Australia's coming housing bust
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Australia has enjoyed an unprecedented housing boom driven by low interest rates, a boom in commodity exports and immigration from mainland China.
Housing has now become unaffordable. Affordability ratios, rental yields and the value of the housing stock/GDP are now close to the bubble levels.
The rent 410bps spike in interest rates will cause serious pain among Australia’s 2.0 million landlords who are relying on capital gains to help pay for their mortgages.
China’s closing off from the rest of the world from 2016 onwards suggests that immigration to Australia will probably be on a slow decline in the next decade or two.
It’s hard to predict how a housing bust might play out, but probably through a combination of a weaker Australian Dollar, weaker household spending and building non-performing loan ratios among the Australian banks.
Australia has enjoyed a 30-year bull market in housing.
The bull market began after the recession of 1991, which was sparked by a record-high interest rates of 17%. At the peak, unemployment reached 11% and took several years to recover.
But that recession also sowed the seeds of an economic recovery and a boom that lasted almost 30 years. Since the 1991 recession, Australian housing prices have now gone up roughly +270%:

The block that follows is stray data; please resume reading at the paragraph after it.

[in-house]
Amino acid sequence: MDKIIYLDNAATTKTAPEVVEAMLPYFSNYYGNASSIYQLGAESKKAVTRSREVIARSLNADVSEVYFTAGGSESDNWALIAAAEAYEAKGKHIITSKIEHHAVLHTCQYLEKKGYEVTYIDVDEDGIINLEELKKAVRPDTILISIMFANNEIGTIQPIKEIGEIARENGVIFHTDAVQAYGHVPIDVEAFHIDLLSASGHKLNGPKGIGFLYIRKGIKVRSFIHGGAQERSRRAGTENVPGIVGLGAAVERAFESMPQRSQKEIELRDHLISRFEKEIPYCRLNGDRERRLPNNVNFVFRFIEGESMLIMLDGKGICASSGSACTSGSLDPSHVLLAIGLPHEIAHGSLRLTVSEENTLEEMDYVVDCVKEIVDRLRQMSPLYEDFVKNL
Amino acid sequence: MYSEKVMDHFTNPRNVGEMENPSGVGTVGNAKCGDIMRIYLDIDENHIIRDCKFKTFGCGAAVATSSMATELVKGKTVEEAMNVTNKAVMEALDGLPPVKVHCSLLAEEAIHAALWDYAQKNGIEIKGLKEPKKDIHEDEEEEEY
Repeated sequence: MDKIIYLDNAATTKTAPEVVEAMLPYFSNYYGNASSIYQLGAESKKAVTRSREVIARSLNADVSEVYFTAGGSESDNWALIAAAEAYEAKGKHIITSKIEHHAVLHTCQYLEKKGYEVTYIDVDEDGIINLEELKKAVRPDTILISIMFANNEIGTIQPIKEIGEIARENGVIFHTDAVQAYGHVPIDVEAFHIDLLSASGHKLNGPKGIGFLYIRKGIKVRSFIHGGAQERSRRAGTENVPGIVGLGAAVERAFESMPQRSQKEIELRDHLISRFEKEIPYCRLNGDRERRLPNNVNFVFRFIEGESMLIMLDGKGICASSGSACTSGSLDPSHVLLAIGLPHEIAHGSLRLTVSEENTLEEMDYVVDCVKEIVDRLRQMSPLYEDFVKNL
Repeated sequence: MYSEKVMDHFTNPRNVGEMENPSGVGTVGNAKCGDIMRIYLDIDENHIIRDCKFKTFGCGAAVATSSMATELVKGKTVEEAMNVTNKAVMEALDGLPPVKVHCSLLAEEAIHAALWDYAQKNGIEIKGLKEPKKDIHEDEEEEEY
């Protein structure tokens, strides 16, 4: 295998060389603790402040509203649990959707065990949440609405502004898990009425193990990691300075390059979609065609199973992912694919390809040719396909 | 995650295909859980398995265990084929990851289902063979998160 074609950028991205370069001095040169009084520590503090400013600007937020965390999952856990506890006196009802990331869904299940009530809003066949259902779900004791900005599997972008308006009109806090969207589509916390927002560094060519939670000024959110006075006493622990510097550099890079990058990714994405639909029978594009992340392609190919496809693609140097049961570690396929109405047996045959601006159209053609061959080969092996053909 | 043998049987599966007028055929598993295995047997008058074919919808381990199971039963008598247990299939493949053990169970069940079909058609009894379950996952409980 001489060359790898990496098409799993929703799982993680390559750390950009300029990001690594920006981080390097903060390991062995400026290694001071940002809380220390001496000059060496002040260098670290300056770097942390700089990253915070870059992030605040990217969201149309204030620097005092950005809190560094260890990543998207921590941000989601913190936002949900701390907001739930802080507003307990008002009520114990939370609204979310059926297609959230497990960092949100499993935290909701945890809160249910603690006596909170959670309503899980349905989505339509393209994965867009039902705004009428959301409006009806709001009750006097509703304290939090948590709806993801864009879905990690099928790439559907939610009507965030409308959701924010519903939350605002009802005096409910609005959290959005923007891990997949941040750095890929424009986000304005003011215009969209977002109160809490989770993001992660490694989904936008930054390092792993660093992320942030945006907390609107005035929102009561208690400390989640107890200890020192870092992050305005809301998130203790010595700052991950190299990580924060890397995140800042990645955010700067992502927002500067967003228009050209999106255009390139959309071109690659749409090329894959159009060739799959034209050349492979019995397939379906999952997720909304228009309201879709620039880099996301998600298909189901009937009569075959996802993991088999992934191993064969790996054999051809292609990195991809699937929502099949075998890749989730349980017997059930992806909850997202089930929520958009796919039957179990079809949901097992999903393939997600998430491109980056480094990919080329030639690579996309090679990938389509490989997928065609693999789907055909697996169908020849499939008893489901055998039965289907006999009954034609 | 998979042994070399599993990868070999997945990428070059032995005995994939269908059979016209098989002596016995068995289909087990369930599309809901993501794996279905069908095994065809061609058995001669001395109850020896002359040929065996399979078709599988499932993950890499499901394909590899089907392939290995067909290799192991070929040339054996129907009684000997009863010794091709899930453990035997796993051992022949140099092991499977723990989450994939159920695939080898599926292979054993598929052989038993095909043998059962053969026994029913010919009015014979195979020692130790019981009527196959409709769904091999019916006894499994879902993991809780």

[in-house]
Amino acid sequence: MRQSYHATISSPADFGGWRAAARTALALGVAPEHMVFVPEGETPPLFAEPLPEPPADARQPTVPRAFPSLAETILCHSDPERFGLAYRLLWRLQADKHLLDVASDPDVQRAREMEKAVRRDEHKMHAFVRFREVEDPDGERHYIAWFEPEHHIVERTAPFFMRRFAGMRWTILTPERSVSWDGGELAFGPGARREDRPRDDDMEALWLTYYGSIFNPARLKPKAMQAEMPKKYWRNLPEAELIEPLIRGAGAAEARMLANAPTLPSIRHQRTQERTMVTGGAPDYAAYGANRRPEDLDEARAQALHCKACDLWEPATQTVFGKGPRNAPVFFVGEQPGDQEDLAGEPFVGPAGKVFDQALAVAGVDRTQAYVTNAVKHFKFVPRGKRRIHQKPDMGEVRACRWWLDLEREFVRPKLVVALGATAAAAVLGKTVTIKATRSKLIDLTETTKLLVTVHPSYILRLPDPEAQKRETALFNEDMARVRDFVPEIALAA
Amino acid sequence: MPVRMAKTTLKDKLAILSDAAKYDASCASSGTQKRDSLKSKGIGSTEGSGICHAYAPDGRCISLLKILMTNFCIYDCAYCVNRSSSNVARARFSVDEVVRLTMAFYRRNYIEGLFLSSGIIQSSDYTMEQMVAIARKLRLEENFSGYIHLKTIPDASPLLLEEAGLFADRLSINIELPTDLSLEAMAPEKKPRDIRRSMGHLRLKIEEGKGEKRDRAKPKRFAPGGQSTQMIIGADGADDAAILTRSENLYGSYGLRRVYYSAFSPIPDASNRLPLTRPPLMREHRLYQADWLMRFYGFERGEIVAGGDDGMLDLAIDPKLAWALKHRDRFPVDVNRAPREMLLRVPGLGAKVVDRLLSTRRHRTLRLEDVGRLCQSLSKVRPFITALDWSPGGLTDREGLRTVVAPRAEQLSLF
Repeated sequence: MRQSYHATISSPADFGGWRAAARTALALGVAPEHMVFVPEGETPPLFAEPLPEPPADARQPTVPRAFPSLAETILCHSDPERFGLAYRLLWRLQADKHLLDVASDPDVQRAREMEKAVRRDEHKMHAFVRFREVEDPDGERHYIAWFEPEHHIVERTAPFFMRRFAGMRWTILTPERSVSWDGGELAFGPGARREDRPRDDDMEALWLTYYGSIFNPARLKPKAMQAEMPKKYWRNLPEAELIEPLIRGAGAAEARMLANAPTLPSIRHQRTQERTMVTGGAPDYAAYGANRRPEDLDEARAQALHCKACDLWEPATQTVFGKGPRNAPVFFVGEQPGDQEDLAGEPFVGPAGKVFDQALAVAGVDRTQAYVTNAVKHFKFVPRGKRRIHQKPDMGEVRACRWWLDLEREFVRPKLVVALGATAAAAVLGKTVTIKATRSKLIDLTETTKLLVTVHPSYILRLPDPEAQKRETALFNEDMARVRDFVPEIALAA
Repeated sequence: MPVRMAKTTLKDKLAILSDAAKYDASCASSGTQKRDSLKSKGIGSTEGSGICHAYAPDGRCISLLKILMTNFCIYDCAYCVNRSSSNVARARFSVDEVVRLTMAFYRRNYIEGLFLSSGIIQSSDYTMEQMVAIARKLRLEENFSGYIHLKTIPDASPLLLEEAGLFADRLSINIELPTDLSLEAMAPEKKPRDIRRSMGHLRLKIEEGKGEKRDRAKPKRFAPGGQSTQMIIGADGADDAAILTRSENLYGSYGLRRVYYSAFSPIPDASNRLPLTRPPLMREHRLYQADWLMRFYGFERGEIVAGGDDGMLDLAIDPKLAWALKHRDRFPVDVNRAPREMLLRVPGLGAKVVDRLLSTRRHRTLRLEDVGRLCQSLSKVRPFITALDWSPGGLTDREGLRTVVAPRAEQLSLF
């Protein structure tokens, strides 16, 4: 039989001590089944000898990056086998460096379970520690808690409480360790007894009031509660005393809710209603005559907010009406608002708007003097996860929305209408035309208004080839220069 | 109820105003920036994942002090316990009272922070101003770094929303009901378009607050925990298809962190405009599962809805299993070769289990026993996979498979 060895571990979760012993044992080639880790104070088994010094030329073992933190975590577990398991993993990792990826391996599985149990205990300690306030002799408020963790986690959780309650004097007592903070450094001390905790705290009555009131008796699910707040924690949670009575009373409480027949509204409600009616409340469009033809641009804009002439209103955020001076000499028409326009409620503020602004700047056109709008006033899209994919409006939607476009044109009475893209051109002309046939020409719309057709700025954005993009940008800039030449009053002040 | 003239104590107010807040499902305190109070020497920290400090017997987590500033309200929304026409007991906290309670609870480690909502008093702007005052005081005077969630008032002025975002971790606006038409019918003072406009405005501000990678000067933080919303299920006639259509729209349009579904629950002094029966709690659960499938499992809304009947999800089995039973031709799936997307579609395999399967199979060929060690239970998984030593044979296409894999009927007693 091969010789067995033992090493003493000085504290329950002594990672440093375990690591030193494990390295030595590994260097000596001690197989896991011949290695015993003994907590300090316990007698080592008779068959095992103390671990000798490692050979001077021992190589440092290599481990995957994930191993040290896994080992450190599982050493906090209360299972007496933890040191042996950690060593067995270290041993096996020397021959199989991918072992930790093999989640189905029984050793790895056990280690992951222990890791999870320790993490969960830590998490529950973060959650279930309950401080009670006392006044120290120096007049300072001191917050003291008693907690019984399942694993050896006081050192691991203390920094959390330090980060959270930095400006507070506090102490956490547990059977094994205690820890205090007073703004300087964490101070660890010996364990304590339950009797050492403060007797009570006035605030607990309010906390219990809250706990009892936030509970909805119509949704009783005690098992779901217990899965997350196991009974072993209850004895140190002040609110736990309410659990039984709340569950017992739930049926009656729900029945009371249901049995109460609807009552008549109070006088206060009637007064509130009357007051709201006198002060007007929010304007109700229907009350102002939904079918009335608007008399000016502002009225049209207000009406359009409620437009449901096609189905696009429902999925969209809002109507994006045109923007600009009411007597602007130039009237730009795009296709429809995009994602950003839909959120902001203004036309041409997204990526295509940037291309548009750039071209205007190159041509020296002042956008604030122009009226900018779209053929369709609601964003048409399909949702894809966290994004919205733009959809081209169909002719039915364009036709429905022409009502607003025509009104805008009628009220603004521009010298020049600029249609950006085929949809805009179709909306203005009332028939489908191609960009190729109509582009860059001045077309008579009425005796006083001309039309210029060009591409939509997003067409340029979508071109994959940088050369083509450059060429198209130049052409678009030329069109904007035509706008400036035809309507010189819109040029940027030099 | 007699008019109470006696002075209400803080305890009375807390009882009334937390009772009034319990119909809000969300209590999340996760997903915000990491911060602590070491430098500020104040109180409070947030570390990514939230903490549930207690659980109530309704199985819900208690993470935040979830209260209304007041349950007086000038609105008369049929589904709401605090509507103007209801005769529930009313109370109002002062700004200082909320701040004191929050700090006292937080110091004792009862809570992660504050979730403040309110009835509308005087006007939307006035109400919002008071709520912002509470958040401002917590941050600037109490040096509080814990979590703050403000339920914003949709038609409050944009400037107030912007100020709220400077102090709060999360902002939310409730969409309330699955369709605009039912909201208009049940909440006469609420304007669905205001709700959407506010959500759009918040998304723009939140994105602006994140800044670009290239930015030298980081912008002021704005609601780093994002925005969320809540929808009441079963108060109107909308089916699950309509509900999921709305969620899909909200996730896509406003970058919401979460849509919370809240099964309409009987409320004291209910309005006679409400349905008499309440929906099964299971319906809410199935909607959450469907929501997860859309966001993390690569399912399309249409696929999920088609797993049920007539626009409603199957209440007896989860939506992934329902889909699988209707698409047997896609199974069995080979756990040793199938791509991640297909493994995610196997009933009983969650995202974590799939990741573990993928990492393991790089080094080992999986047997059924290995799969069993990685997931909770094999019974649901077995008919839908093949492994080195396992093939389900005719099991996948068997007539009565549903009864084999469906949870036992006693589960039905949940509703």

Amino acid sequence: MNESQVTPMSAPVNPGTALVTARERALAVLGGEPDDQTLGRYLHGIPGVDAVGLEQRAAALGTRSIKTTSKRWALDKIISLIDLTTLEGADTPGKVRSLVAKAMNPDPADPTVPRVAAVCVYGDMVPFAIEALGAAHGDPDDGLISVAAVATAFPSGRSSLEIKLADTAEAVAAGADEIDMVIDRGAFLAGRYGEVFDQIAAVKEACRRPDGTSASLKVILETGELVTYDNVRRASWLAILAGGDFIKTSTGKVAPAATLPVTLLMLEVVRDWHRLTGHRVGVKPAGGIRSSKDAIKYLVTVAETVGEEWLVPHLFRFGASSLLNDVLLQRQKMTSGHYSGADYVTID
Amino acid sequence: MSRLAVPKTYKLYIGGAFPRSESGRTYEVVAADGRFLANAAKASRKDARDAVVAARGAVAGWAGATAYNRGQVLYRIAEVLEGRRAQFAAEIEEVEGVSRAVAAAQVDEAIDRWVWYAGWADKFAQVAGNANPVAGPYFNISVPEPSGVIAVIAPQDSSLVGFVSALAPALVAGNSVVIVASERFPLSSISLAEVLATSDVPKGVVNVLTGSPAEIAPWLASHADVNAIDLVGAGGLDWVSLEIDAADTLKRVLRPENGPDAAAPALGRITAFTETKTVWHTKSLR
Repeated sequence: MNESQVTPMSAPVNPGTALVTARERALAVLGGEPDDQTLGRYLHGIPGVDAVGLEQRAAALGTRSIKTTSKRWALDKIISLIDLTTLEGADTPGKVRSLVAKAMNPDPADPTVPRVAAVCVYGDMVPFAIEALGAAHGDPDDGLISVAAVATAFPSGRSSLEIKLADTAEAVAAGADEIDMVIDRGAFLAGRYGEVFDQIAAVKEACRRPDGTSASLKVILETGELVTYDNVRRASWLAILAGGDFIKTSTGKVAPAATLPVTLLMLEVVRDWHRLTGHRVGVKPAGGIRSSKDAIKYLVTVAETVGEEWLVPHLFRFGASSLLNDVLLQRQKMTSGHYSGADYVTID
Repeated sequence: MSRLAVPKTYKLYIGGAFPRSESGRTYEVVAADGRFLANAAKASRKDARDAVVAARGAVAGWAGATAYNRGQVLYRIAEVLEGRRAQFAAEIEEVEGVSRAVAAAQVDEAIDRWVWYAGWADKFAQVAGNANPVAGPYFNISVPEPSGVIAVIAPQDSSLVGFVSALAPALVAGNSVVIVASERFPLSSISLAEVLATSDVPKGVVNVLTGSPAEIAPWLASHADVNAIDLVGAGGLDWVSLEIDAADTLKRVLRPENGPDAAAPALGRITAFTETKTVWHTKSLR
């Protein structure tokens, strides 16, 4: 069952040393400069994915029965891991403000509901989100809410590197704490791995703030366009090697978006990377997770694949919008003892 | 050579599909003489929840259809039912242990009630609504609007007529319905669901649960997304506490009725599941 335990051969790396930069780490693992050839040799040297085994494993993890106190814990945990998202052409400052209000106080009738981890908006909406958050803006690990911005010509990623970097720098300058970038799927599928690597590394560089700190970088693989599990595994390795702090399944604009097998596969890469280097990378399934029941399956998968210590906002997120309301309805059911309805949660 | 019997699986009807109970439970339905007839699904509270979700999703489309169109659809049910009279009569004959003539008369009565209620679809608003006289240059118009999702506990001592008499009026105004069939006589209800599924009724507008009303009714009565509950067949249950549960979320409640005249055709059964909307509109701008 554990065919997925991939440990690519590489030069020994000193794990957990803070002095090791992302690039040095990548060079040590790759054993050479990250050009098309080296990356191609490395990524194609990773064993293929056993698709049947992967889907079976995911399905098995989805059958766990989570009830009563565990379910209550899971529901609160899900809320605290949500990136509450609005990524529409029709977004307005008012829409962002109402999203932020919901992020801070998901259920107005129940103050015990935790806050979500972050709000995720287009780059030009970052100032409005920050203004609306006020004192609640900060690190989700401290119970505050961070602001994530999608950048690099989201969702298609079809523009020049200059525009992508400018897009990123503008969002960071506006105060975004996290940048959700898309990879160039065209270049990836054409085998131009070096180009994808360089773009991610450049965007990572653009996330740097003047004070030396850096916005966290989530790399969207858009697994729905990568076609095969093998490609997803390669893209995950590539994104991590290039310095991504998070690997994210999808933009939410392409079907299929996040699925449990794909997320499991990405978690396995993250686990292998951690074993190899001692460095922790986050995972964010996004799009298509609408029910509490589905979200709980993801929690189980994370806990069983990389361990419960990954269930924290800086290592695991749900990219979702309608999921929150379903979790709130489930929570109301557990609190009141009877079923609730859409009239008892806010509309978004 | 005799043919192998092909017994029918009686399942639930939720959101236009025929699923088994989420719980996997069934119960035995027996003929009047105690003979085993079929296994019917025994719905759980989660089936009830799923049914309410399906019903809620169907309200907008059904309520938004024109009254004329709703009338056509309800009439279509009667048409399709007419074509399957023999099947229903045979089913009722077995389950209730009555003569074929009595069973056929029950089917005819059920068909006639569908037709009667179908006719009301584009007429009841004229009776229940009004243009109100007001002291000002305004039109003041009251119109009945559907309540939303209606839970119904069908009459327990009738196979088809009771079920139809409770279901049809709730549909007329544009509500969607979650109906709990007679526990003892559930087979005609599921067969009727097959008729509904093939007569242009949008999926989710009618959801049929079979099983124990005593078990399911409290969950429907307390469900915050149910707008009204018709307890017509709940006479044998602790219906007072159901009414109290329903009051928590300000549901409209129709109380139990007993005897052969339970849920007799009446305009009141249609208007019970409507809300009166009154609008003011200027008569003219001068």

The first leg-up came around the year 2000 when the government introduced the First Home Buyer Grant: one-off grants to first homeowners that satisfy certain eligibility criteria. For example, in New South Wales, new home buyers can get an AU$10,000 grant provided that the home's total cost does not exceed AU$600,000. This grant was later increased in 2009 in response to the Great Financial Crisis.
In the mid-2000s, Australia enjoyed a boom driven by a seemingly insatiable demand for commodities in mainland China. Strong demand for Australian iron ore, coal and other commodities caused nominal GDP growth to remain in the high single digits for most of the 2000s.
But the boom was also driven by migration flows from mainland China and elsewhere. Many Chinese saw Australia as a desirable place to live. You can tell from the following chart that net overseas migration accelerated from the mid-2000s onwards, with the population growing 1-2% per year.
In 2008, the government relaxed the rules for non-resident investors in the Australian housing market, making it easier for them to buy property. New rules also relaxed the credit guidelines for temporary residents, allowing them to buy homes with just 10% deposits.
The boom was also driven up by the gearing up of Australian households. Today, Australia’s household debt of 180% of income is far beyond the levels experienced by the United States before the Great Financial Crisis. Measured against GDP, Australia now ranks the second-highest of any country after Switzerland. This debt introduced enormous financial instability.